By Alex Bridges
FRONT ROYAL - Riverton area residents should soon see an end to lengthy power outages.
Front Royal took another step forward this week to building a substation to benefit the area hit by crippling outages. Plans call for the construction of the Riverton substation on Va. 55 at its intersection with Jenny Wren Drive.
The Warren County Planning Commission on Wednesday endorsed plans for the Riverton substation after holding a public hearing on the matter. The town sought a determination that the proposed substation complies with the county's Comprehensive Plan. Chairman Mark Bower explained that while they did not have to hold the hearing the commission did so because of concerns raised with the substation's visibility.
The plan now goes to the Board of Supervisors for its approval.
No one spoke at the public hearing but commission members asked about the town's plans to shield the substation with trees and other landscaping elements. Front Royal Director of Planning and Zoning Jeremy Camp and county Planning Director Taryn Logan answered the panel's questions.
County employees indicated that the site remains "quite visible" on the scenic byway and recommended the town use screening to limit the impact on the view.
Front Royal Department of Energy Services Director Joseph Waltz said Friday the town needed to build the substation to serve the Riverton area because flooding had caused outages in the past.
A 1996 incident left approximately 500 customers without power for five days, Waltz noted. The most recent incident occurred in the winter of 2010. It affected underground cables, Waltz recalled. The two outages lasted approximately eight hours each.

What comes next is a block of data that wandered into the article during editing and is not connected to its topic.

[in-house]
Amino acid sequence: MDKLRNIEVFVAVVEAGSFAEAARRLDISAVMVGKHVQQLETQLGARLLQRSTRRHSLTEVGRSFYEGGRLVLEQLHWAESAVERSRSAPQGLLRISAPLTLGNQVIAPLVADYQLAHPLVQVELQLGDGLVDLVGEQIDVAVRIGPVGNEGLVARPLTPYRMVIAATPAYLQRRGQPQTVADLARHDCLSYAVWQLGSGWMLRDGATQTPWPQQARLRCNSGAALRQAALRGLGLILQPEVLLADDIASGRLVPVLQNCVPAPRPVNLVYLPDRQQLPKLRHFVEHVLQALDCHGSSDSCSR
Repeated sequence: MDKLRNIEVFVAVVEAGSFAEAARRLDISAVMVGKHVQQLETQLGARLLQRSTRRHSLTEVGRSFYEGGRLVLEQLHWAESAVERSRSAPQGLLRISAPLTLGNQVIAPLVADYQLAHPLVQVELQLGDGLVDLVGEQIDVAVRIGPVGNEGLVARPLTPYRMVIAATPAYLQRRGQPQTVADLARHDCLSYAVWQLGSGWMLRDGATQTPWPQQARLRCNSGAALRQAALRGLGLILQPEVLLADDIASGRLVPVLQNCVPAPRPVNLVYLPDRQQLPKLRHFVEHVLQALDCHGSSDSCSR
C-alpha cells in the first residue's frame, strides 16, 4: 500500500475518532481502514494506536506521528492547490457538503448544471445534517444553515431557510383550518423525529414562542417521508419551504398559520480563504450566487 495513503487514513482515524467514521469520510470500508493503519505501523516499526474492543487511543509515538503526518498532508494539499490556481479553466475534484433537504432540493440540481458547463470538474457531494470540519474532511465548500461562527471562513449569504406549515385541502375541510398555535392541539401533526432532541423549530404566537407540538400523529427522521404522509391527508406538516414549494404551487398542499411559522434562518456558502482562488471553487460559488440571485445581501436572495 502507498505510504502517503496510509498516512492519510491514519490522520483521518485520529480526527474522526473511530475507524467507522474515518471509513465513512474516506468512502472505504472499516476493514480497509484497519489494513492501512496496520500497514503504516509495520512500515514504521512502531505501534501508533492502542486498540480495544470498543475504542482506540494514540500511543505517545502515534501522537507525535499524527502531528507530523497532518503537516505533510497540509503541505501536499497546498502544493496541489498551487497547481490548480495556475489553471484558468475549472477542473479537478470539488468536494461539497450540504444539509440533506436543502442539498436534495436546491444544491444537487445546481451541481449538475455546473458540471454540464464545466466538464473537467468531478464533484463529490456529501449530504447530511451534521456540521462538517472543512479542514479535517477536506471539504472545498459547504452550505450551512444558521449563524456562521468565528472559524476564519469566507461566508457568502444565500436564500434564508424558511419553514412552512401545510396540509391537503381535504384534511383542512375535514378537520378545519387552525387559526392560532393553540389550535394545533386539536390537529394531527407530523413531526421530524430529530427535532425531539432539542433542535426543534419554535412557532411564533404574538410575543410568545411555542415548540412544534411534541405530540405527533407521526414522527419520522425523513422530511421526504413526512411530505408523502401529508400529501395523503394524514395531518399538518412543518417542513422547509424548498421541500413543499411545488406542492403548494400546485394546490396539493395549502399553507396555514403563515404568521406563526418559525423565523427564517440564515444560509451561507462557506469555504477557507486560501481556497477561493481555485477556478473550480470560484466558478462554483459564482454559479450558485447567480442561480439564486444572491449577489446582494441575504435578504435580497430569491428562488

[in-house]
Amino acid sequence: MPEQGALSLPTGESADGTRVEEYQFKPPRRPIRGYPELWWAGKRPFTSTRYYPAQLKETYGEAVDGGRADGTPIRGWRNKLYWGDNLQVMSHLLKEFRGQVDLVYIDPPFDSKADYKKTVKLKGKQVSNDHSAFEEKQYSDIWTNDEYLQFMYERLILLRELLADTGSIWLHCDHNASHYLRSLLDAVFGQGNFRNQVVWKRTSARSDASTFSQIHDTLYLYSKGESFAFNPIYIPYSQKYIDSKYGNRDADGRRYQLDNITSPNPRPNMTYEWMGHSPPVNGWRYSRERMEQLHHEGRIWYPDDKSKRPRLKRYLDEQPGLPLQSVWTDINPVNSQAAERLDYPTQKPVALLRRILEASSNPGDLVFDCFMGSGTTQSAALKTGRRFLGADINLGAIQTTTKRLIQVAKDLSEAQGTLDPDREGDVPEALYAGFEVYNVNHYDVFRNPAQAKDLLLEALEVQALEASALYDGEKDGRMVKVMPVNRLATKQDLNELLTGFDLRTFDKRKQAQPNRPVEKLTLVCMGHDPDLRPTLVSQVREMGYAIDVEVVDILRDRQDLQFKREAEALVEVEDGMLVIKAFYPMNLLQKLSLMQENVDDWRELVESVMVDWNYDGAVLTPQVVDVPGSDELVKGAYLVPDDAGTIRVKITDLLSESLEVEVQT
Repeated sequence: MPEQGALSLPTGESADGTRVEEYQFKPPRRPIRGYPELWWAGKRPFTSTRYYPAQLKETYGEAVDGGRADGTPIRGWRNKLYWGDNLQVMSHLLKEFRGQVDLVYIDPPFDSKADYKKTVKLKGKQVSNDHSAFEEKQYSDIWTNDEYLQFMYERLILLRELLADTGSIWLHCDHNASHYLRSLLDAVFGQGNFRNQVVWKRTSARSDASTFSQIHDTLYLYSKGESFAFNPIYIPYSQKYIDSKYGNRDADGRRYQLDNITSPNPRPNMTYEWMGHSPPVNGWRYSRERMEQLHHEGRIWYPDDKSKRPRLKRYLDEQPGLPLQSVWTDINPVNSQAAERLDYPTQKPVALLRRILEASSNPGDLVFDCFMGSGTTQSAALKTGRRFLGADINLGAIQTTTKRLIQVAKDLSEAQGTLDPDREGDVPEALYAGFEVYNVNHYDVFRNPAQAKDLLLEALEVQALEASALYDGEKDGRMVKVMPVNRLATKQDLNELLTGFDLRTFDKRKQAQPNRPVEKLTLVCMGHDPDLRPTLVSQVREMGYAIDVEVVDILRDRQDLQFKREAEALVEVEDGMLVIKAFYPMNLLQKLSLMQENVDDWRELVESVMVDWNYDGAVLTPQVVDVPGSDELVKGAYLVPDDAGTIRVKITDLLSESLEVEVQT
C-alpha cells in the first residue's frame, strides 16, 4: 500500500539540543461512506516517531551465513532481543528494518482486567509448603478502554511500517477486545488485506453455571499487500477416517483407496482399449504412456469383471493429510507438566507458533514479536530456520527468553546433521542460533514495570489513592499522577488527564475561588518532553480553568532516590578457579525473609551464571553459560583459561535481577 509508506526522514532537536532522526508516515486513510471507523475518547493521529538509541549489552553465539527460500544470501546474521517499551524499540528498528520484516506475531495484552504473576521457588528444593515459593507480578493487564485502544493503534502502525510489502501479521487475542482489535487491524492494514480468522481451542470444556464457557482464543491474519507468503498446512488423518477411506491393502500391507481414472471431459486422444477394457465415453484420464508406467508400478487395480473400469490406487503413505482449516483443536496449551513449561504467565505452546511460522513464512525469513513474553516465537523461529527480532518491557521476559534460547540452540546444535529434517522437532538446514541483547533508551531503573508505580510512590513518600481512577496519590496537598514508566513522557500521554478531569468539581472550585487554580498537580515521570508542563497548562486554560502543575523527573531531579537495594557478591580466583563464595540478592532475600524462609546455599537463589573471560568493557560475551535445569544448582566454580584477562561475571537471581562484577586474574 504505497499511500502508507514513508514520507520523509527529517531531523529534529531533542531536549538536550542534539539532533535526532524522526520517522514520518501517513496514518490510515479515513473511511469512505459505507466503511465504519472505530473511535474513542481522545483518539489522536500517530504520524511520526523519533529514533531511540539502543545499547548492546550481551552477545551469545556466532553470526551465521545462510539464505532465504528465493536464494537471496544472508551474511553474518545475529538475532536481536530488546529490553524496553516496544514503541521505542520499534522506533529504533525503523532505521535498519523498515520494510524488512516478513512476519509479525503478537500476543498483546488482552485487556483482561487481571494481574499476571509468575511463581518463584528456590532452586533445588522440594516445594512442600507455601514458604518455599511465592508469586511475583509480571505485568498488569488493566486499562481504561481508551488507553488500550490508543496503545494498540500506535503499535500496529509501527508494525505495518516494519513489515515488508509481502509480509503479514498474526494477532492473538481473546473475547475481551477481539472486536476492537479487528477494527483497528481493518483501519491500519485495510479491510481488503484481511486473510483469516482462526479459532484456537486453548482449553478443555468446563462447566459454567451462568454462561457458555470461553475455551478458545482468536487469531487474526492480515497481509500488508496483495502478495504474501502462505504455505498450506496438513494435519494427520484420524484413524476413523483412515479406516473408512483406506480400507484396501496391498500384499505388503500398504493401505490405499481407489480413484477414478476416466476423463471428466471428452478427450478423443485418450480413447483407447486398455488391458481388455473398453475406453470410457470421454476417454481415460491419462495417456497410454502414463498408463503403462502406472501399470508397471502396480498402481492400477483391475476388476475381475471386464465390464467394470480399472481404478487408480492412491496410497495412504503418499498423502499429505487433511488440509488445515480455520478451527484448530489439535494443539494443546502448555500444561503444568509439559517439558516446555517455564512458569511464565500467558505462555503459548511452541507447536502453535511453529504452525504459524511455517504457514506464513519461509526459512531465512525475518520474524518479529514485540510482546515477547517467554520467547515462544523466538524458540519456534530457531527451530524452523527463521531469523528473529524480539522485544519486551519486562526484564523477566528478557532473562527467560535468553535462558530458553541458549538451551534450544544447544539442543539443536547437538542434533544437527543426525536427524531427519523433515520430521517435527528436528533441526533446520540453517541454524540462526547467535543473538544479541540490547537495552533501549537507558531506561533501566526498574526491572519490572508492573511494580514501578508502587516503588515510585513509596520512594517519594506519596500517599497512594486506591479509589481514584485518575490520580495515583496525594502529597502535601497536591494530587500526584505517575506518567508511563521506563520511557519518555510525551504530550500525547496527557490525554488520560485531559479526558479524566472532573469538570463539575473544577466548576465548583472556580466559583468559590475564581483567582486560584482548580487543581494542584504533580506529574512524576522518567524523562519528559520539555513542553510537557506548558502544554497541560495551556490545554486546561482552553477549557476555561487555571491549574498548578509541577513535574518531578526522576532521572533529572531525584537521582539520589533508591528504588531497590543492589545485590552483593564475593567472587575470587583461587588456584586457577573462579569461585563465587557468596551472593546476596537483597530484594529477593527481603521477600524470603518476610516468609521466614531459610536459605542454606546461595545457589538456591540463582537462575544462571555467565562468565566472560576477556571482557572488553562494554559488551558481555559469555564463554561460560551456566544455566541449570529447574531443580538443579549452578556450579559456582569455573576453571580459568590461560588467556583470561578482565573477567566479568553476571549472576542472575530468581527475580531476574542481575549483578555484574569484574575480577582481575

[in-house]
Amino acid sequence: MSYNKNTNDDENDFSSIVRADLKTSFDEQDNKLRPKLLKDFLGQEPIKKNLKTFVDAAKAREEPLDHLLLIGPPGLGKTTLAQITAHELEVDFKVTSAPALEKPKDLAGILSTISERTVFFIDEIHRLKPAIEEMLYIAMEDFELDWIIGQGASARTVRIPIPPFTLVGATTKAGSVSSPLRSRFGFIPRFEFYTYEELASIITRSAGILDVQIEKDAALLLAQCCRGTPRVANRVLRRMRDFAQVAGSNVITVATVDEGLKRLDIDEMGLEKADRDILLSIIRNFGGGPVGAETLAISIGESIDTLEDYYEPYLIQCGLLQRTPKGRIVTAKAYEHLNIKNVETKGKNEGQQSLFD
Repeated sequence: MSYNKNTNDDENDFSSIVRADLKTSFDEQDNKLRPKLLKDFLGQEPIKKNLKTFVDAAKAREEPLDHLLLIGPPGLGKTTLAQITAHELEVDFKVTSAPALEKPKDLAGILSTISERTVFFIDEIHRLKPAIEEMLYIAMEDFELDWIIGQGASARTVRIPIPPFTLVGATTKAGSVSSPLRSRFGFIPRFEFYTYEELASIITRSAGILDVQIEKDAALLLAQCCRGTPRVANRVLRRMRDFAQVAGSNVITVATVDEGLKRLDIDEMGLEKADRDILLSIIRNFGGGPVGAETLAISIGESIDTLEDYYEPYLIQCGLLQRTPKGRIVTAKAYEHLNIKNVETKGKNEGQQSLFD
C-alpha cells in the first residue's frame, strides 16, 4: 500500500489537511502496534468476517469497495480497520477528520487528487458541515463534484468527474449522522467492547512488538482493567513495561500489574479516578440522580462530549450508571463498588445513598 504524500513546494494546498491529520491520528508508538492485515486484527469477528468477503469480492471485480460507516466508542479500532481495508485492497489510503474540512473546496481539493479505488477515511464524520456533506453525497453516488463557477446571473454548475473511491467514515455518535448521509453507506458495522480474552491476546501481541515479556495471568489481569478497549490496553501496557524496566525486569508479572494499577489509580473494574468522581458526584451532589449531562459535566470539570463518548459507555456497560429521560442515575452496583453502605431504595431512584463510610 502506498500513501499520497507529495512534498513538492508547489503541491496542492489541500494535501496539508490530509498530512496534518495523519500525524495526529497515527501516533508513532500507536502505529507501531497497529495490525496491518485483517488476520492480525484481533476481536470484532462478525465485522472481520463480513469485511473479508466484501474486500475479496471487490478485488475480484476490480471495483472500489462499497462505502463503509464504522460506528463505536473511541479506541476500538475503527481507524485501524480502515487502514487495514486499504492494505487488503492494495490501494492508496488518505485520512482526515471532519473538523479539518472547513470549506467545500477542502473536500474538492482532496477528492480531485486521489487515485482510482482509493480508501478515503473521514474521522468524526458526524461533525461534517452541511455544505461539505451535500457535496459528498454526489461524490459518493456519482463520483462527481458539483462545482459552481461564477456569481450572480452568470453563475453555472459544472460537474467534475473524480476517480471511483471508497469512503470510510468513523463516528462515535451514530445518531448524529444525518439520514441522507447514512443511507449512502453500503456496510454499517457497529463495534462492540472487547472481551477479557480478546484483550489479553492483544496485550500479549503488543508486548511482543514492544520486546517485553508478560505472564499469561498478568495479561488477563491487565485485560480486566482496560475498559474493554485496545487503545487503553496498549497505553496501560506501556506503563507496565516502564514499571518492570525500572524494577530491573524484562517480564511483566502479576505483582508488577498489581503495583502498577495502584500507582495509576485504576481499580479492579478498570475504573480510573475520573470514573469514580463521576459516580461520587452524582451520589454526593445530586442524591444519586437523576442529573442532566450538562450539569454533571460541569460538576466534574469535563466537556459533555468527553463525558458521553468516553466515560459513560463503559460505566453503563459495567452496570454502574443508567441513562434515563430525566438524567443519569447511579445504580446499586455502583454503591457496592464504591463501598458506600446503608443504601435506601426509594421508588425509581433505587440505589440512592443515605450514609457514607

"That basically motivated us to figure out a solution because they are basically isolated between the two rivers," Waltz said. "The best solution was to get another delivery point to that other side to get a dual feed to that area."
The town began looking at alternative solutions to bring an electrical feed to the customers in the troubled area. A substation served as the best and least costly solution. Locating land within town limits posed a challenge, Waltz said.
"We're hoping right now if we can get dirt moving this summer that we'll have the substation ready by spring of next year," Waltz said.
Officials estimate the project will cost approximately $1.2 million, much of which the town already has spent through land acquisition and preliminary work, Waltz said.
The new substation, at roughly half the size of others operated by the town, also should accommodate future growth in Riverton and improve the stability of the area's electrical grid, according to information from the town.
The Warren County Planning Commission decided at a previous meeting to hold the public hearing. At that point Waltz' department staff spoke with residents in the vicinity about the planned substation and the reasons behind the project.
"The main concern with everybody is just the screening," Waltz said.
The substation site sits next to two, large electrical power lines, but is also in the town's entrance corridor, Waltz noted.
The plans show the substation sitting on a pad covering 80 feet by 175 feet and bordered by a chain-link fence fitted with slats that screen the equipment. The county asked for a certain amount of screening for the substation. The entire 1.4-acre site will have two entrances off Strasburg Road until construction is complete.
The plans call for a combination of evergreen and deciduous trees planted between the substation and Strasburg Road. But as officials explained to the commission and as Waltz said Friday, the land already provides some natural buffers.
"The contour of the land and everything with us trying to keep as much vegetation [on site,] I really don't think it's going to be an eyesore or much of an impact visually," Waltz said.
Contact staff writer Alex Bridges at 540-465-5137 ext. 125, or firstname.lastname@example.org